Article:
A key thing to understand about basic US (and in general this is still high-end ultrasound) is that the image is a plane. While there are things like three dimensional and even four-dimensional US, it’s difficult to display it on a flat screen, so typically most US and echo is still done using two-dimensional imaging which is basically where the scan lines are arranged in a plane and they cut through the body depending on where you direct that plane. It’s what makes US so powerful in terms of where it can go, and also does make it challenging to know exactly where you’re oriented and we’ll talk about orientation a bit.
So basically we use this plane to look through the body, and in this case we are looking at a transverse image with the indicator to the patients right, or our left ( we’ll talk about indicator in a bit), but we are just looking through the abdomen, and in this case (we will talk about all these structures and what they look like), but basically we are seeing vascular structures particularly the aorta and inferior vena cava sitting on the vertebral body as we look across the abdomen and that is the plane that we are cutting through the body with.
Probably the most important thing to really getting a handle on doing ultrasound yourself is to make sure that you are oriented from the beginning. Because the image is a plane, you have to pick a side that basically corresponds to what we call an indicator. So if you pick up a probe there is typically a bump or a groove and you want to check it. What I do pretty much every time I pick up a probe, is I put some gel on the side that I think is the indicator or bump (you can see my thumb there, we put a little gel). By convention in general or radiology imaging, you should see that gel light up on the left side of the screen as it is viewed. We’ll talk about the cardiology convention briefly but just know that in general the indicator corresponds with the left side of the screen.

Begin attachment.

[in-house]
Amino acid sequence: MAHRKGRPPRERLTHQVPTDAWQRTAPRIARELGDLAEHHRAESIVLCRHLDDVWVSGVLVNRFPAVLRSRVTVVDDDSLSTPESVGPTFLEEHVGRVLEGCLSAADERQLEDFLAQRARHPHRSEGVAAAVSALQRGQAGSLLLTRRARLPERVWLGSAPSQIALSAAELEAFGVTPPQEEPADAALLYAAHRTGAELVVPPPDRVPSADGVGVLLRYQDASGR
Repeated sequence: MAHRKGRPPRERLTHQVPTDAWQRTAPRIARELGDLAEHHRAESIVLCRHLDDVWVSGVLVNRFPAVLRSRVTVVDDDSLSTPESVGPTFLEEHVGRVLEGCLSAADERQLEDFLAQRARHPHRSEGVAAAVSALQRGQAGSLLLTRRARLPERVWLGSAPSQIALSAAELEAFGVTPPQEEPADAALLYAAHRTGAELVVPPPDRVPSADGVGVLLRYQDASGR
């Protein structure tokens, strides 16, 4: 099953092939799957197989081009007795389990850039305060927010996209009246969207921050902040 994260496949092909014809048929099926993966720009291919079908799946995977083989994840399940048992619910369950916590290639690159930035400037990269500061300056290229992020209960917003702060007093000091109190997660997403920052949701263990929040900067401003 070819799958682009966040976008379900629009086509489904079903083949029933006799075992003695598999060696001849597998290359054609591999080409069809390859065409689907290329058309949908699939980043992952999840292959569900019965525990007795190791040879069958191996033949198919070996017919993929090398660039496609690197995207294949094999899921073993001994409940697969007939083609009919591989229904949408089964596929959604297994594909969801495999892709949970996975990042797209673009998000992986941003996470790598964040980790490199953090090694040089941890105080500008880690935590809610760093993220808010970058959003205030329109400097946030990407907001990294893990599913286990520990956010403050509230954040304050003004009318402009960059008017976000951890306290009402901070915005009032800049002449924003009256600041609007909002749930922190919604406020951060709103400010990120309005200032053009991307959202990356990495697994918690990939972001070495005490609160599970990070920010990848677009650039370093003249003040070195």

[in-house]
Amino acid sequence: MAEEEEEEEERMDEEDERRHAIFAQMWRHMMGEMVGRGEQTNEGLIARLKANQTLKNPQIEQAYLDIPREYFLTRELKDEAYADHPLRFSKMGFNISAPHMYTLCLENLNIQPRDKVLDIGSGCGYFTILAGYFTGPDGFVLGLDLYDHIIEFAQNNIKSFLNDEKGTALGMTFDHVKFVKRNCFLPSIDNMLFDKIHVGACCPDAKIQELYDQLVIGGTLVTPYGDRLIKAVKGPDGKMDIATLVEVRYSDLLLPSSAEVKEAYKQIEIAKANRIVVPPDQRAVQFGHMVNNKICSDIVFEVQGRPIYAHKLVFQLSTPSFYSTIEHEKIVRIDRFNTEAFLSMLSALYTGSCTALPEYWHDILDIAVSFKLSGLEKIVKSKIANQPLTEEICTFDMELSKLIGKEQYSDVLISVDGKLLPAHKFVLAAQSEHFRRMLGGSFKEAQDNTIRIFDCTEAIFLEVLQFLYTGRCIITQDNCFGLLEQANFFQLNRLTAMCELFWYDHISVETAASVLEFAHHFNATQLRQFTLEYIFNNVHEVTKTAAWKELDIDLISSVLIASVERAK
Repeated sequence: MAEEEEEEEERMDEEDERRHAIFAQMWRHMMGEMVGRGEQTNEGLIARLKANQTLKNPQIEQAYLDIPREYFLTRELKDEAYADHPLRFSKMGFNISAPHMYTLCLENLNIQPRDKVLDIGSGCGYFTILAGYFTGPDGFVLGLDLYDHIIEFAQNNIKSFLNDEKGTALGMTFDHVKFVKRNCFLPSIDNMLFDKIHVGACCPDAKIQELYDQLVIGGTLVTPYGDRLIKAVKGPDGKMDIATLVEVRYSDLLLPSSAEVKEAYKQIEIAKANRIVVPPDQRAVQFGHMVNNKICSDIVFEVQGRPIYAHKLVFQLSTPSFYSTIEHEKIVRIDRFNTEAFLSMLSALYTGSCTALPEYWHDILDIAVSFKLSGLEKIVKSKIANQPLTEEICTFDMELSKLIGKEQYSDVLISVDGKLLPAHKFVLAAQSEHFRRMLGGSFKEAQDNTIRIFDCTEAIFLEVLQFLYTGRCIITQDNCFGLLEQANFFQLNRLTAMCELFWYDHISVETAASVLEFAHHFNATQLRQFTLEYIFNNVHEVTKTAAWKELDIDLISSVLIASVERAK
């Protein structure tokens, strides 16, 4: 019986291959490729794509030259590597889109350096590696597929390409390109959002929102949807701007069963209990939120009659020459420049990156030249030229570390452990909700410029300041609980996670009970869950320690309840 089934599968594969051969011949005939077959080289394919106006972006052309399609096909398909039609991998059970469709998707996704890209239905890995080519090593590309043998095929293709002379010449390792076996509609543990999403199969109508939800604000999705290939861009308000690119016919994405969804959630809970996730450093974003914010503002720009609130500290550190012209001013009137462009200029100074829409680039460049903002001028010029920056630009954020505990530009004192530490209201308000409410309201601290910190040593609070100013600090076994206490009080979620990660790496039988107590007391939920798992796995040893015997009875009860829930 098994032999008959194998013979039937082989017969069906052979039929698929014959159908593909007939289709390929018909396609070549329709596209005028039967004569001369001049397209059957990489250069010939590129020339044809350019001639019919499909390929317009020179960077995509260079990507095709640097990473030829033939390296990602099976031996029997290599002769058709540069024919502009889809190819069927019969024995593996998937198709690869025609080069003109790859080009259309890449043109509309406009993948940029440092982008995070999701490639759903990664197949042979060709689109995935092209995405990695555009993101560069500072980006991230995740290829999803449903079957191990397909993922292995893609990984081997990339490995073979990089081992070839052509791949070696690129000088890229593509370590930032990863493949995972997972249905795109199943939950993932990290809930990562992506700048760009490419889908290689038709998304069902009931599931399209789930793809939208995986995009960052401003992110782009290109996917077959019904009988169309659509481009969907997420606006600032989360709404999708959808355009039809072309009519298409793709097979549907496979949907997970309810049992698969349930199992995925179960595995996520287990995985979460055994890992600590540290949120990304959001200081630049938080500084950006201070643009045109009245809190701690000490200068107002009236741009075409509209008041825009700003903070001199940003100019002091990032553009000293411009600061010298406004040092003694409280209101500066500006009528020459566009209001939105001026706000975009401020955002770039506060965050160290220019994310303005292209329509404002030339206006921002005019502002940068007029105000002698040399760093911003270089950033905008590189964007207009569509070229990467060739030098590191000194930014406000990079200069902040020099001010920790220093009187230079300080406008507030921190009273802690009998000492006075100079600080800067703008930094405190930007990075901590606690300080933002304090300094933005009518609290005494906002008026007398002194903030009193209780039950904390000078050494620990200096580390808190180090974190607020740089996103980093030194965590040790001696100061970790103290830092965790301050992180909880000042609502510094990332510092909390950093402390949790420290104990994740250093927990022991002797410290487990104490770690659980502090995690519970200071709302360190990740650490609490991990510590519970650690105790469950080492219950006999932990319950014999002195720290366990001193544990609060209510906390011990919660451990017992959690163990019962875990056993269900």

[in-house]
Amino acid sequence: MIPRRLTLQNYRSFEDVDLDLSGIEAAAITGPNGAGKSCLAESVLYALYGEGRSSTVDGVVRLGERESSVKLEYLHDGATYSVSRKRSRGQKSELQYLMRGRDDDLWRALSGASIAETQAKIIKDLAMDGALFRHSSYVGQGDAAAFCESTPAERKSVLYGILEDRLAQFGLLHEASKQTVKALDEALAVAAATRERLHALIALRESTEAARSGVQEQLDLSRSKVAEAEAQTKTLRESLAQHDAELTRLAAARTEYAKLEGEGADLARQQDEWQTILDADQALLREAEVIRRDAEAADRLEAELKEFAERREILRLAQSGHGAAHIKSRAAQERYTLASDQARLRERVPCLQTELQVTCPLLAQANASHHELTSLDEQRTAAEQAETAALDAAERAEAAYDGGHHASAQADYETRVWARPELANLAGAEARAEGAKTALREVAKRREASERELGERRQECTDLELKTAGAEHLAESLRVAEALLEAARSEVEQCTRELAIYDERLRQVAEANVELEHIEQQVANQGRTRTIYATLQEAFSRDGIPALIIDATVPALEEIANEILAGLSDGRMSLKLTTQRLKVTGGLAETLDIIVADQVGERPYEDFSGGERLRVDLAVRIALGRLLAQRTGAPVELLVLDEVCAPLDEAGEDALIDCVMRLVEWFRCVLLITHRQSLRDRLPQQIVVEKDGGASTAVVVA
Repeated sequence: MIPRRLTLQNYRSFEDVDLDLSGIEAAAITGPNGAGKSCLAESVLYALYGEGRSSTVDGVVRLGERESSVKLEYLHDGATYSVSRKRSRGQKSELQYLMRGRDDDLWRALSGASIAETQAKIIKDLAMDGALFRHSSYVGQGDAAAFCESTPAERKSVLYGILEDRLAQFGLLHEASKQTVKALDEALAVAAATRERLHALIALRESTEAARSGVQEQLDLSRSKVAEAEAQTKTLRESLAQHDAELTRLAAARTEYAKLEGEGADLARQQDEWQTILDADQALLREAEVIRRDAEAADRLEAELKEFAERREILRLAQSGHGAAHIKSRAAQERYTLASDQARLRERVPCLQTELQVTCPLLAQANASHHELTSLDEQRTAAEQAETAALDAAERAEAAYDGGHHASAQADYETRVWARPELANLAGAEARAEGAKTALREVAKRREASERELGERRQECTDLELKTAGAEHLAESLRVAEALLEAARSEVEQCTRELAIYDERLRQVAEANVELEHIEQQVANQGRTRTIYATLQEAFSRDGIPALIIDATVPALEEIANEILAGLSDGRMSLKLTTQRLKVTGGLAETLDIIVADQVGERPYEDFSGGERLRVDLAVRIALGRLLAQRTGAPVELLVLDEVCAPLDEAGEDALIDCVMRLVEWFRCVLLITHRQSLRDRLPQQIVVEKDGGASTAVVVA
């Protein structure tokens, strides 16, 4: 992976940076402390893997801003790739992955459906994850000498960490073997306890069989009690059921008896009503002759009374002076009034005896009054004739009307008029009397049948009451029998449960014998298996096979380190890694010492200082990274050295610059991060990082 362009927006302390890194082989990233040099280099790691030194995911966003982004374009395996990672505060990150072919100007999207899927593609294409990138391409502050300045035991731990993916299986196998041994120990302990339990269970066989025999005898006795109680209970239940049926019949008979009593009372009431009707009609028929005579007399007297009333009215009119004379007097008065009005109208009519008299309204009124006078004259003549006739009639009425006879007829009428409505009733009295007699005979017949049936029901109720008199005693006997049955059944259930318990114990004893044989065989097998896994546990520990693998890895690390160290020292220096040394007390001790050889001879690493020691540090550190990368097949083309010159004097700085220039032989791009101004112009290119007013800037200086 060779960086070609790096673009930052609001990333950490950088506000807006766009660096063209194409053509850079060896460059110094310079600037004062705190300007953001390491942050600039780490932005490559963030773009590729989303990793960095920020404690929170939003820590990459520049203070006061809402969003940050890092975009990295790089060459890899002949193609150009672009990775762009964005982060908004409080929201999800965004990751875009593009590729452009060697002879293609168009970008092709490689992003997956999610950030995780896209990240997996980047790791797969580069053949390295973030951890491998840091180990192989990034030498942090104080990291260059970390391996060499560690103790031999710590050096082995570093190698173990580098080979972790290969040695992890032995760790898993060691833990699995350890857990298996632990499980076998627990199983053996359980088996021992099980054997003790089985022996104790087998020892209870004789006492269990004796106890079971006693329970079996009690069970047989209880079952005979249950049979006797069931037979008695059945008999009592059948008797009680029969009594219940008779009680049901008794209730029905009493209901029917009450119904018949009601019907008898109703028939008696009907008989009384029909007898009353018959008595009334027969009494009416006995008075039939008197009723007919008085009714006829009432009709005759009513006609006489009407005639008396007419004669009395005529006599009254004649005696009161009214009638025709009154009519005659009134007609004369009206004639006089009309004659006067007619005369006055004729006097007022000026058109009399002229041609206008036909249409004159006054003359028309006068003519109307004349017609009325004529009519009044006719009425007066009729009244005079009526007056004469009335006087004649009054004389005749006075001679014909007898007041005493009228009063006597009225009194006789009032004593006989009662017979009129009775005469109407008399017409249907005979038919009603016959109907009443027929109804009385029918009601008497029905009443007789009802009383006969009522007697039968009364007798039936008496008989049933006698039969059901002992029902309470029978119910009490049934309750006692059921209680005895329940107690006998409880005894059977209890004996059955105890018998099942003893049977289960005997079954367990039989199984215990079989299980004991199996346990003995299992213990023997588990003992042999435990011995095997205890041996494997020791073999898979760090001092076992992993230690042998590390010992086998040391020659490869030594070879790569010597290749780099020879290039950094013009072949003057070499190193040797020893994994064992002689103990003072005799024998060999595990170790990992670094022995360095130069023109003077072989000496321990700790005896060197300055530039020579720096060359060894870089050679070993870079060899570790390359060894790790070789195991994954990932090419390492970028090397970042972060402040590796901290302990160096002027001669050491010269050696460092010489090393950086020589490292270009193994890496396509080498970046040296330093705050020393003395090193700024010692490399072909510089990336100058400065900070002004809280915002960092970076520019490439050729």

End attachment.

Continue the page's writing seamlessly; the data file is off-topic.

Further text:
So another way to think about it is once you put that gel on there you flip it up and just look at that image coming down from the top of the screen, because things that are closer to the probe are going to be at the top of the screen, so that gel really should be on the left side as it is viewed and the way I think about this is to always keep the indicator on my left whether I am looking from the feet upwards on the patient or on the right side looking across, and we’ll talk more about that.
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